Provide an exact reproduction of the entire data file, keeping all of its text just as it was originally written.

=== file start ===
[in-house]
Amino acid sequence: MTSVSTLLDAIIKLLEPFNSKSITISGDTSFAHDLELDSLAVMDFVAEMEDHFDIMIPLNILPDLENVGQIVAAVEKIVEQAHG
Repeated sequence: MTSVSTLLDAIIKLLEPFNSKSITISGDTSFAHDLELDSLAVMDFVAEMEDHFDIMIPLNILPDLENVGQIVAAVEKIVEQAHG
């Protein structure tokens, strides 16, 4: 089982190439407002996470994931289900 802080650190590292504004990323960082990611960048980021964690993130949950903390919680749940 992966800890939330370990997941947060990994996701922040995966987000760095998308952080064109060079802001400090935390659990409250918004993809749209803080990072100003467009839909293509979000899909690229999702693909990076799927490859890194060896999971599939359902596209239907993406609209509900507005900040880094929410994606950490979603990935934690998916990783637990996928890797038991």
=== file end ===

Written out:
[in-house]
Amino acid sequence: MTSVSTLLDAIIKLLEPFNSKSITISGDTSFAHDLELDSLAVMDFVAEMEDHFDIMIPLNILPDLENVGQIVAAVEKIVEQAHG
Repeated sequence: MTSVSTLLDAIIKLLEPFNSKSITISGDTSFAHDLELDSLAVMDFVAEMEDHFDIMIPLNILPDLENVGQIVAAVEKIVEQAHG
């Protein structure tokens, strides 16, 4: 089982190439407002996470994931289900 802080650190590292504004990323960082990611960048980021964690993130949950903390919680749940 992966800890939330370990997941947060990994996701922040995966987000760095998308952080064109060079802001400090935390659990409250918004993809749209803080990072100003467009839909293509979000899909690229999702693909990076799927490859890194060896999971599939359902596209239907993406609209509900507005900040880094929410994606950490979603990935934690998916990783637990996928890797038991």